“We’re looking at some cost increases,” Phillips says, “but I can’t really cut back on field operations without losing yield. Reducing fertilizer, for example, will limit production,” he says.

“We budget for 4200 pounds of peanuts per acre. I fertilize to make that and we’re always at that level or a little better. We beat it last year.”

He says limiting water also is a false economy. “We use electric pumps except for one natural gas unit, so costs have not been as high as for some farmers. But we have to water peanuts to make a yield.”

At most,. Phillips will tweak variety selection a bit.

“I’ll stay mostly with Tamrun 96,” he says. “They produced well last year and held up in wet conditions.”

He’s also planted Georgia Greens in twin rows and says they mature sooner than Tamrun.

“I’m not certain about the twin rows for 2001,” he says. “I’ll probably plant some but may cut back a little because Iíll have more Tamrun 96 peanuts.”

He’s also looking at AT 201. “That’s a new variety that’s done well, but it has a big vine and will not perform in twin-row patterns.”

He’ll stay with a Sonolan and Dual weed control program. “Those two have taken care of most of my weed problems,” he says.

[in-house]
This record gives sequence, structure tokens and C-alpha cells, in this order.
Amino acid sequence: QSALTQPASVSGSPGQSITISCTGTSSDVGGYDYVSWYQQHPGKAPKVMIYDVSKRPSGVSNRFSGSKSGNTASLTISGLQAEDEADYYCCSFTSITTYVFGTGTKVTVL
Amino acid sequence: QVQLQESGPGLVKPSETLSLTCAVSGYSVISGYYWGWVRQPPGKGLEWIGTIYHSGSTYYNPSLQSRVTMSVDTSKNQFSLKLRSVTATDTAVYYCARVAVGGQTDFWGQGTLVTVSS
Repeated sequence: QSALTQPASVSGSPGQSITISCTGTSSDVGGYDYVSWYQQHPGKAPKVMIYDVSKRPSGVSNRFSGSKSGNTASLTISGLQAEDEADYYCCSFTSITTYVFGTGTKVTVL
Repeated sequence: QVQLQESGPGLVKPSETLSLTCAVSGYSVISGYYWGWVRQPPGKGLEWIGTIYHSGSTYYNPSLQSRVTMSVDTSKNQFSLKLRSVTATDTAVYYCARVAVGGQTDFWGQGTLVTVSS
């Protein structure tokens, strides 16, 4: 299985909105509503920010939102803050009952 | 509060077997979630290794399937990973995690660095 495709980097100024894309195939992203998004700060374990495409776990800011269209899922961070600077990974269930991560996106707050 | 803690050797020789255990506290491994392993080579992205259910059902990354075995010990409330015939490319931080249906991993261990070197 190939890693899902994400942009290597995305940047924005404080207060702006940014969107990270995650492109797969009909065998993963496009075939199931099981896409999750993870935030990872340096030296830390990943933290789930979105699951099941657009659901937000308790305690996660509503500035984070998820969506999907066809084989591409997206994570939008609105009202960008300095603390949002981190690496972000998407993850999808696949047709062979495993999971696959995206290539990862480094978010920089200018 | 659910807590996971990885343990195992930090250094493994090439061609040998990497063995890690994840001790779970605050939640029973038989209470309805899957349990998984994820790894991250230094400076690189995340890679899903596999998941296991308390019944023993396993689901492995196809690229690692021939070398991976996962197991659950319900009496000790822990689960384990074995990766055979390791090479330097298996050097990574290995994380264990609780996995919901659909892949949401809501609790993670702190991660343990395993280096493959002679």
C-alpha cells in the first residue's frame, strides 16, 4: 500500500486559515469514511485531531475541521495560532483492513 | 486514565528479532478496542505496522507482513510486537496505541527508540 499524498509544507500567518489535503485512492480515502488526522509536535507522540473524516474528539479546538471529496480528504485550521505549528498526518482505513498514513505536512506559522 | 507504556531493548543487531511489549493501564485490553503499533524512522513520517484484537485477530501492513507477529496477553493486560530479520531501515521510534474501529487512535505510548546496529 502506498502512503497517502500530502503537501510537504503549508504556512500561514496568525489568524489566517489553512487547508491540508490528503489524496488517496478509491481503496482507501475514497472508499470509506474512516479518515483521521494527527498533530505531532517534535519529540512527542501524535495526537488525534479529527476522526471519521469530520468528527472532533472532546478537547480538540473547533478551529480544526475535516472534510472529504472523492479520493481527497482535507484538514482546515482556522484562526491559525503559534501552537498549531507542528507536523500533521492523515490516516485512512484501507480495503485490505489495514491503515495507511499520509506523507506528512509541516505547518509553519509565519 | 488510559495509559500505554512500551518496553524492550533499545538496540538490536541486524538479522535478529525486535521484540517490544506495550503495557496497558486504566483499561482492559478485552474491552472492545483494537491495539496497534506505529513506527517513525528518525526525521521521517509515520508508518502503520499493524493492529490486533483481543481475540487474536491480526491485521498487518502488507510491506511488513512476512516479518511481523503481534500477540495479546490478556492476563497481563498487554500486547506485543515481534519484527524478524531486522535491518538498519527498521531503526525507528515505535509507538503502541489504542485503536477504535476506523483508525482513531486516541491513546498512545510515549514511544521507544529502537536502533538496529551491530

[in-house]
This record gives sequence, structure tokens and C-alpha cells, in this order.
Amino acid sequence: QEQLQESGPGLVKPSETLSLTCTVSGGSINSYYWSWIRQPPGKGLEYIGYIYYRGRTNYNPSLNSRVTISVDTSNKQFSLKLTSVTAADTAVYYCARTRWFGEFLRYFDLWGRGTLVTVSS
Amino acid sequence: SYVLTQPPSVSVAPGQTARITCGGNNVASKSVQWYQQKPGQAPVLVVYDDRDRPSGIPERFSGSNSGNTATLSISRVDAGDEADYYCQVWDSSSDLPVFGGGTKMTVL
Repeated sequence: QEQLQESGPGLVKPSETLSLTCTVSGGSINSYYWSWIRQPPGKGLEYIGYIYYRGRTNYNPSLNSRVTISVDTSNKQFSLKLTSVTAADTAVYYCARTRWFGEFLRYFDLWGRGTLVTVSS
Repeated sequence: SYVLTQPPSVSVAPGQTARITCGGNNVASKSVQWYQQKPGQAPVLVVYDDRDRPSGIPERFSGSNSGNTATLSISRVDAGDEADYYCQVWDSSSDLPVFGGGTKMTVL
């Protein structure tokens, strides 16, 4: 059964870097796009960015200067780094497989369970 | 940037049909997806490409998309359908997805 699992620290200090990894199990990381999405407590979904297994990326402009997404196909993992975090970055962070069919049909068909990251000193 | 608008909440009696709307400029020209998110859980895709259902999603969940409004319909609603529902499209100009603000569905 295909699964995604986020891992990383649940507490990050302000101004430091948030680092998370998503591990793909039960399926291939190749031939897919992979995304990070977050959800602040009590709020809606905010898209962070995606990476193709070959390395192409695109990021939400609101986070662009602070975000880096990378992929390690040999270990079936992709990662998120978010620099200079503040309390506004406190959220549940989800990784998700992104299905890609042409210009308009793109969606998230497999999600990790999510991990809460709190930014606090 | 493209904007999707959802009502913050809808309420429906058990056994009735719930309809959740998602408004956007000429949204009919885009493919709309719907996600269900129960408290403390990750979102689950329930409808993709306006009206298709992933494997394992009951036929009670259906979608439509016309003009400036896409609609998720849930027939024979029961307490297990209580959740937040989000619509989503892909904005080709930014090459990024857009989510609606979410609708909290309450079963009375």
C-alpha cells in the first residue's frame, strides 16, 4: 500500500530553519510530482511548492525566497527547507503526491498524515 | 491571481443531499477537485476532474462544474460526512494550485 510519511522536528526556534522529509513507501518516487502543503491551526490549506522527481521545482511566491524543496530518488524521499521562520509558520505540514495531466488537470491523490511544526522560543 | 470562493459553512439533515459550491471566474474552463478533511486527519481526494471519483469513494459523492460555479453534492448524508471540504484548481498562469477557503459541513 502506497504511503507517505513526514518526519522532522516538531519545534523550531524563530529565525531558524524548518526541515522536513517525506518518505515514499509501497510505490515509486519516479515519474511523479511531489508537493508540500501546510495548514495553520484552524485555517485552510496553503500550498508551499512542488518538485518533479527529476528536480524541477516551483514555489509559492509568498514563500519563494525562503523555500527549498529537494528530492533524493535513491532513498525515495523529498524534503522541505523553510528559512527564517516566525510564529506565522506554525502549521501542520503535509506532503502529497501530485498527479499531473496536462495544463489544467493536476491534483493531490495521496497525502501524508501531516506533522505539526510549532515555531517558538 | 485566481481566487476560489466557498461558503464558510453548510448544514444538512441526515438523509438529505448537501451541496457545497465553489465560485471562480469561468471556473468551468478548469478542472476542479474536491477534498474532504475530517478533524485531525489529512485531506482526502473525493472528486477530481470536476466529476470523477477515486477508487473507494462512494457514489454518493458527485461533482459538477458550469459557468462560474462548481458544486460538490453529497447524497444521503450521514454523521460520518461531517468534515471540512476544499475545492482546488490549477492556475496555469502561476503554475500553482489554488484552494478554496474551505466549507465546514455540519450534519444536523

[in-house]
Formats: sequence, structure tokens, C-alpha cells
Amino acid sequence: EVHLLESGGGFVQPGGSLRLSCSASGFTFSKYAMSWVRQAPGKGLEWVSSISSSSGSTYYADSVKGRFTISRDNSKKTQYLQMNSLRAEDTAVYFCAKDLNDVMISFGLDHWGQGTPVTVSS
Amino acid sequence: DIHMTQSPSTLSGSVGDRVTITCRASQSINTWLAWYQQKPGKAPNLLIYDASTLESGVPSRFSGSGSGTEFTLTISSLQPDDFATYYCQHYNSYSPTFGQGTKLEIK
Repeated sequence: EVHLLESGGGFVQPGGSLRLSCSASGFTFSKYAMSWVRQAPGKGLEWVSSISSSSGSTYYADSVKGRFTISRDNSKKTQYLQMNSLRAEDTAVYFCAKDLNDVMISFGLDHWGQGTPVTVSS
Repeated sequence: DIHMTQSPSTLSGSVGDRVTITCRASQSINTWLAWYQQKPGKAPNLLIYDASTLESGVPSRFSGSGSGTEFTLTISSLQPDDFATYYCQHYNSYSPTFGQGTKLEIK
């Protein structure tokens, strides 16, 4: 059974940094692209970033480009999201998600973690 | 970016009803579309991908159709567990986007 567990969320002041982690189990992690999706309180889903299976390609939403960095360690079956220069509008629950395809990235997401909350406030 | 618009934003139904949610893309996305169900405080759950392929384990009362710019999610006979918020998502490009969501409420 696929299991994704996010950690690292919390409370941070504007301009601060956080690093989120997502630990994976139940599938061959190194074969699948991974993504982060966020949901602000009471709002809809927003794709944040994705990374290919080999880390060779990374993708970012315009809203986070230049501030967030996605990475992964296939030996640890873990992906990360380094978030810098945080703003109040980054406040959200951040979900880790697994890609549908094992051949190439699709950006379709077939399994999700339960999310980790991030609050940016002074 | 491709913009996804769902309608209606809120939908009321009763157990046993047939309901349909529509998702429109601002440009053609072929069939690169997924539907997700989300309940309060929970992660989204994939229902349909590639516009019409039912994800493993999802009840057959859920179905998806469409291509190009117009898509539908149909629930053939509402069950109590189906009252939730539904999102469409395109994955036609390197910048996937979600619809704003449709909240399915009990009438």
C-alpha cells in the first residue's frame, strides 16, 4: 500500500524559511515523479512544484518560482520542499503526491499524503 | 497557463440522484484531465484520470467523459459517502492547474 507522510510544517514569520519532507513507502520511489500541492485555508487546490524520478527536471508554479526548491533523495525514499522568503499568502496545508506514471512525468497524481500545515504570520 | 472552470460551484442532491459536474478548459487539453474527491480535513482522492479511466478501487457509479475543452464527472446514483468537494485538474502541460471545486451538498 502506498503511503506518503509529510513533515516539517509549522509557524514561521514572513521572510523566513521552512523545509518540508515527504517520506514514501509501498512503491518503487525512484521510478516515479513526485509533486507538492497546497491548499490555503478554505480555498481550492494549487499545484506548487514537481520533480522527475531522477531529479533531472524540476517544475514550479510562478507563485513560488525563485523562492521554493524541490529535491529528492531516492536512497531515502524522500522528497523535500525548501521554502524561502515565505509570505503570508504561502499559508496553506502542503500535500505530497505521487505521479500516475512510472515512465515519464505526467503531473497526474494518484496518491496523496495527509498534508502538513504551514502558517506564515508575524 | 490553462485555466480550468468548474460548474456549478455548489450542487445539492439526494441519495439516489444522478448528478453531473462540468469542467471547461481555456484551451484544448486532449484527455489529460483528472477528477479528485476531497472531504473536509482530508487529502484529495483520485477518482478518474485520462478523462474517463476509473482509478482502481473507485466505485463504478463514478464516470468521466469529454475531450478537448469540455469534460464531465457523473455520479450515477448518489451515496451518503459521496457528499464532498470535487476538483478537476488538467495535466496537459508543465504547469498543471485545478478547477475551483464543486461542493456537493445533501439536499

Bravo and Folicur do the same for diseases. “I stay on a strict spray schedule for disease control,” he says, “so I don’t have much pressure.”

He credits some control to rotation. “I stay on a three-year program with peanuts, corn or vegetables. I’ll cut back some on corn this year because I canít see much return from grain.”

He’ll add a few acres of cotton for the first time in years. “I don’t intend to plant cotton on my peanut land, though.”

Phllips heads into the 2001 planting season in better shape than he was at this time last year.

“We had to pre-water corn to get it up last year,” he says. “We will not have to do that this year. We’ve had ample moisture since fall. It’s plenty wet.”

He’d like to duplicate last year’s results, however. In spite of early drought and fall rains that kept him from harvesting as early as he would have liked, he still beat his 4200 pounds per acre benchmark.

“We had a hard time getting peanuts out of the field, but we didn’t get a freeze on them and the pods hung on. We had a good year.”